The episode’s main flaw is the hasty way in which Bud and Peg are done away with. As usual, the writers opt for the easy way out and send them to Wanker County, but it’s not so much the Wanker thing that bothers me here as it’s the ease with which Al and Kelly convince Peg that they’re sick, especially given how suspicious she usually is in such situations (in “The Two That Got Away” and “I Want My Psycho Dad”, for example, she could easily see through Al’s lies). The situation becomes even less believeable when Al says “That hurts, Peg. You know how much I love that huge fat woman” and Peg accepts it without qualms. You’d think that after 20 years of marriage she would know how Al really feels towards her mother… Bud’s role, too, is somewhat unconvincing. I would have expected him to put more effort into proving Al and Kelly are feigning their sickness. And it would’ve been nice if the script had given some explanation as to why Al and Kelly didn’t include him in their plotting. (my guess is that it’s because neither one of them is too fond of poor Bud, and they wanted to get two birds with one stone)


“darkness fell on Shoe-town…”


Mom, I’m telling you they’re not sick. I saw them whispering and plotting in clipped and hushed tones. (Bud)


            “Al… with Kelly” was the first MWC episode to be (co)written by Stacie Lipp (probably the raunchiest of the show’s writers), and while not as outrageous as some of her later works (e.g. “Banking On Marcy”, “Bud Hits The Books”), it certainly hints at things to come with Al’s three dream scenes (featuring megababes Pamela Anderson and Beckie Mullen), the latter of which ranks right up there with Kelly’s “Fever” dance as one of the most erotic MWC scenes ever. While I’m sure most of the male viewers greatly enjoyed those scenes, they’re actually remarkably unfunny most of the time, and rather superfluous as such.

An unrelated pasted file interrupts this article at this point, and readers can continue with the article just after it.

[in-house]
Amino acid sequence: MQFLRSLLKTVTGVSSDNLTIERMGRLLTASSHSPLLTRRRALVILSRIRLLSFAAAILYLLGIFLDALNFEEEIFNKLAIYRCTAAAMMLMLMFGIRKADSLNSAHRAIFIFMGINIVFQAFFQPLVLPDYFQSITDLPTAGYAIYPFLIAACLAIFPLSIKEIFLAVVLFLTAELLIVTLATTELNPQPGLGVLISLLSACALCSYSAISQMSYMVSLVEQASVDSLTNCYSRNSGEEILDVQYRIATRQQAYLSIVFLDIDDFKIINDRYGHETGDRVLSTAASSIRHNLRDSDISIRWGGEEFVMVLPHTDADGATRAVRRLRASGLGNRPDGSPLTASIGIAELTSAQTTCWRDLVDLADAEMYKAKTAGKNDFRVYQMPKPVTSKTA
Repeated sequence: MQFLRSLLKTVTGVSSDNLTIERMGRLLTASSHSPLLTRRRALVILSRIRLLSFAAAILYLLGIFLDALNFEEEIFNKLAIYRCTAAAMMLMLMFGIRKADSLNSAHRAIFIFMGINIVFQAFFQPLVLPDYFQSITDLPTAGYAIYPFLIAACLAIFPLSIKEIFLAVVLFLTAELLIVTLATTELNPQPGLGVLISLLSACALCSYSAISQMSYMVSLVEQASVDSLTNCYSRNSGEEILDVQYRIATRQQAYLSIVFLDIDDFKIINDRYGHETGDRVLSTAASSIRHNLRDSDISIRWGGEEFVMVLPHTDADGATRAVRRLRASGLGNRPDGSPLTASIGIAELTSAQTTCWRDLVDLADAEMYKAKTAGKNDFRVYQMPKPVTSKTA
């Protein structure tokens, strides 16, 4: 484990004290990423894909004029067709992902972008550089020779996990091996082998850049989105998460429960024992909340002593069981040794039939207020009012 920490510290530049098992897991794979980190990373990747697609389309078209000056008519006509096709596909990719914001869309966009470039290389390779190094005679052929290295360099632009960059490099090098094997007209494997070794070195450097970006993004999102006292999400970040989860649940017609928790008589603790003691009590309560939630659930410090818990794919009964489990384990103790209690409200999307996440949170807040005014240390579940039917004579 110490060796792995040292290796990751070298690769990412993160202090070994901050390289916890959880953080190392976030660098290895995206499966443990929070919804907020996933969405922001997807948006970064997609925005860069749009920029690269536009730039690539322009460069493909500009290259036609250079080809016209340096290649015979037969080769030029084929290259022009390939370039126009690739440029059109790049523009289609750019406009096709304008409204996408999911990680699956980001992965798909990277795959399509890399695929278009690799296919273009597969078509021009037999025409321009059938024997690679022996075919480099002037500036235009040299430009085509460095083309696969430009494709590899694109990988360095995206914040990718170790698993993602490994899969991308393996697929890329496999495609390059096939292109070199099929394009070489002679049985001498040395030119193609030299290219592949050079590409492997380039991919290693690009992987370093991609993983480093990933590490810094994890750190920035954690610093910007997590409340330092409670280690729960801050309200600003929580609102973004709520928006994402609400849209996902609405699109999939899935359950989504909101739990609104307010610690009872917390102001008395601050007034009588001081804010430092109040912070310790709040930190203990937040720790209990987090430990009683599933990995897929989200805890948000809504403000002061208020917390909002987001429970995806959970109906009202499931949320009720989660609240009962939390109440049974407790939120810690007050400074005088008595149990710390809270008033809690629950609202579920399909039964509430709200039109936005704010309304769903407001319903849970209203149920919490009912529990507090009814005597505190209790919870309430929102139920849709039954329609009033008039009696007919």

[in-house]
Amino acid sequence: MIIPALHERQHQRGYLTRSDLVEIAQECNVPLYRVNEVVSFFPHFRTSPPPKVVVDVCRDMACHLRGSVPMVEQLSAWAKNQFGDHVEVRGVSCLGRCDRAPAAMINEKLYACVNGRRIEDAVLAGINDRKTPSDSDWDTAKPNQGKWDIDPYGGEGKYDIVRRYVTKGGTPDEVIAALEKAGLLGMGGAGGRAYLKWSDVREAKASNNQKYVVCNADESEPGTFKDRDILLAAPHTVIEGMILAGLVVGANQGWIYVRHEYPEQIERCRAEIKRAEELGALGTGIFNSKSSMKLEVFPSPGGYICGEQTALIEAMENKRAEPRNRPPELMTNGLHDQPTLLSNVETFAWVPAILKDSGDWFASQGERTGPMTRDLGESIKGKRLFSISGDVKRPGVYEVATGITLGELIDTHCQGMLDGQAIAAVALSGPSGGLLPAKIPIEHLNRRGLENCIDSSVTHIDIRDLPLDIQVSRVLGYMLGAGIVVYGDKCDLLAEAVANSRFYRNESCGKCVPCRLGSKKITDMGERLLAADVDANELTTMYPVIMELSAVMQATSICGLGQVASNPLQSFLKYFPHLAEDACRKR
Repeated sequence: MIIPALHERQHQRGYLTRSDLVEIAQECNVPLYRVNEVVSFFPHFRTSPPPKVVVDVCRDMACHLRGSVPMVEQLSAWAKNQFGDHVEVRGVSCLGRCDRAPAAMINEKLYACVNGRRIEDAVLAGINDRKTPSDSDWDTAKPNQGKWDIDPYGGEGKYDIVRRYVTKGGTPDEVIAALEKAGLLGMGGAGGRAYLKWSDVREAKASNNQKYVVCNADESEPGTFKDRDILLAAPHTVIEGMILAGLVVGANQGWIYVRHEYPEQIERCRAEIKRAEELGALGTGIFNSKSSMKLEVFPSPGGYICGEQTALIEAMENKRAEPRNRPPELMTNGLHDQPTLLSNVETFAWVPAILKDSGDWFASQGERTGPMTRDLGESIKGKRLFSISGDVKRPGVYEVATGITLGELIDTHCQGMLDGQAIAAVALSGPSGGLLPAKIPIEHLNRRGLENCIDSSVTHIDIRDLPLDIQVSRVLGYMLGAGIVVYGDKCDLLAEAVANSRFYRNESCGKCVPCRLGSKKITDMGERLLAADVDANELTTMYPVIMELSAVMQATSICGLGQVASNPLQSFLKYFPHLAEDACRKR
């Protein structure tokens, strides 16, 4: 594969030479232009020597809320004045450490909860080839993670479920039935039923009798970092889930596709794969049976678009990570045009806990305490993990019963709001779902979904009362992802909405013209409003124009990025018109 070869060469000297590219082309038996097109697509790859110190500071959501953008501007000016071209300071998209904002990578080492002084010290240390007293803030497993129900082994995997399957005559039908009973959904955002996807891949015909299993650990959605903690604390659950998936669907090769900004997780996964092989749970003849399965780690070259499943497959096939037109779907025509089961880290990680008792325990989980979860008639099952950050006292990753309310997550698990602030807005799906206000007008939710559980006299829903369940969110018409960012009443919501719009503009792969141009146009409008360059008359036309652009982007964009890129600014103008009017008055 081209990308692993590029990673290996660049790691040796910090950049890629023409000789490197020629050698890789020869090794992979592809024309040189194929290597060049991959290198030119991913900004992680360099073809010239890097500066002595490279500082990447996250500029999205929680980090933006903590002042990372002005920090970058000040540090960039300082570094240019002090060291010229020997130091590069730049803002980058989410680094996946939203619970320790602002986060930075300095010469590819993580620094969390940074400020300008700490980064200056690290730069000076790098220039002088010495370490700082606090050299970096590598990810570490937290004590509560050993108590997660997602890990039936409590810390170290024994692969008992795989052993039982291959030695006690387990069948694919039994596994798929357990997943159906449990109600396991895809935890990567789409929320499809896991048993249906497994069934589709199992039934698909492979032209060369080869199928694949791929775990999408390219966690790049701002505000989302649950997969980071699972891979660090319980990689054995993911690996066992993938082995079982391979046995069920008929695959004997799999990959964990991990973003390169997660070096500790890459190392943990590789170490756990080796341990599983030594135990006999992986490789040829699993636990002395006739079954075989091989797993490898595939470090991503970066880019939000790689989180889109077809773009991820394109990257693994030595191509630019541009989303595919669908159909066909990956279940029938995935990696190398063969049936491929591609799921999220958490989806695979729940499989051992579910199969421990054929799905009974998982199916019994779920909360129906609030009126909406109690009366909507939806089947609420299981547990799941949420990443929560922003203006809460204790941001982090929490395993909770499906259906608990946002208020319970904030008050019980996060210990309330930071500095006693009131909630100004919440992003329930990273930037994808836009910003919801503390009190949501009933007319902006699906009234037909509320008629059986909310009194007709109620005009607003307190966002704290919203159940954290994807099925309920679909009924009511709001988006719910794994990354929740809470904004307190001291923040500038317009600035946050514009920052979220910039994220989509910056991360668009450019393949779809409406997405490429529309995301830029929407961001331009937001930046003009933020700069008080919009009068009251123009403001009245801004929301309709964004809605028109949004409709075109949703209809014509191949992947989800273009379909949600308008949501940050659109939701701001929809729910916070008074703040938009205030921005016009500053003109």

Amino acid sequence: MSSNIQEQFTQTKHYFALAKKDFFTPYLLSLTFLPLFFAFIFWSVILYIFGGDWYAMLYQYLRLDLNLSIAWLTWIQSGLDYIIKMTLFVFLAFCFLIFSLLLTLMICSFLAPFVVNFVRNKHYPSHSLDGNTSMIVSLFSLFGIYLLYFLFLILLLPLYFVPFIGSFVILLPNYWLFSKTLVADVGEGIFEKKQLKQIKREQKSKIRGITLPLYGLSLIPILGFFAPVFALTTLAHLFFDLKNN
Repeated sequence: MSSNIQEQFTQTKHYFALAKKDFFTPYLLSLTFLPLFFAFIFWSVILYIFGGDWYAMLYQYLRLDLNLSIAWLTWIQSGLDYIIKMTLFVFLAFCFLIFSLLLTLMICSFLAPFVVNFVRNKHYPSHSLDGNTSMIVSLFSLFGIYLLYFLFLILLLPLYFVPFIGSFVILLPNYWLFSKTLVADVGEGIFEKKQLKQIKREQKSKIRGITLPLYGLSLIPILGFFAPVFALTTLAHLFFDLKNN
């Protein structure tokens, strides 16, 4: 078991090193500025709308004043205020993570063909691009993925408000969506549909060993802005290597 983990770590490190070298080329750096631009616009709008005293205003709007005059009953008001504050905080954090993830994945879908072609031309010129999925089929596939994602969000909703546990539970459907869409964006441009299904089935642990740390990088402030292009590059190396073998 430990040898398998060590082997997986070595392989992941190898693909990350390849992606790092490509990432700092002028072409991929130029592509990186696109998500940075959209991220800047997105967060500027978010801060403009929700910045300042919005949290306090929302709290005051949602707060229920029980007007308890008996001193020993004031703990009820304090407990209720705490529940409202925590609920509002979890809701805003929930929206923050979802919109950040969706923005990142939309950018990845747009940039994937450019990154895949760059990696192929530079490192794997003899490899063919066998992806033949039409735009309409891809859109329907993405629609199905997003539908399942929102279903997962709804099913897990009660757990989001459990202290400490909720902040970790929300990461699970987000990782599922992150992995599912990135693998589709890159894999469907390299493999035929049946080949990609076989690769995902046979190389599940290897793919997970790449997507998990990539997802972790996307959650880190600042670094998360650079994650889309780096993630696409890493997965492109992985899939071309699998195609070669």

“Al as in ‘al night long’?”


The store was packed with women. Well actually there were only two in the store, but it was wall to wall. (Al)


            So, is this episode any good? Well, yes, it certainly is, though it’s far from perfect. In addition to the flaws I mentioned above (Bud and Peg’s parts, the not-so-brilliant dream scenes), the episode contains a couple of very weak one-liners, like Al’s favorite oldie “See Me, Touch Me, Feel Me, Marry Me, Kill Me”, and his “doors are hard” tip for the pizza delivery guy. The “red thing” bedtime story fails to produce any real laughs (indeed, the similar tale in “Buck Saves The Day” a season earlier was much better), and the Kellyisms (“feet are cold starve for pizza”, “we’ve got Monte Cristo’s revenge”) aren’t that funny either. But it’s all outweighed by the ‘good stuff’: the jokes about Peg’s mom’s dog-eating, the numerous funny one-liners in the kitchen scene, all the bell-related jokes, Kelly’s hilarious lines about germs (note to the writers: that’s how to portray Kelly’s stupidity in a funny way), and the wonderful chemistry between O’Neill and Applegate throughout. In addition, this episode boasts one of the best  MWC endings ever – Al’s nightmare of the fat nurse with the enema (“Al… it’s enema time!”). Loved the terrific close-up of the nurse’s devilish face, followed by Al’s utterly terrified expressions and then an outside shot of the house with Al being heard screaming for help. This time, though, there’s no one there to interrupt his dreaming…


it’s enema time


            In conclusion, “Al… with Kelly” is one of those “good without being great” episodes, but given the circumstances, that in itself is a real triumph.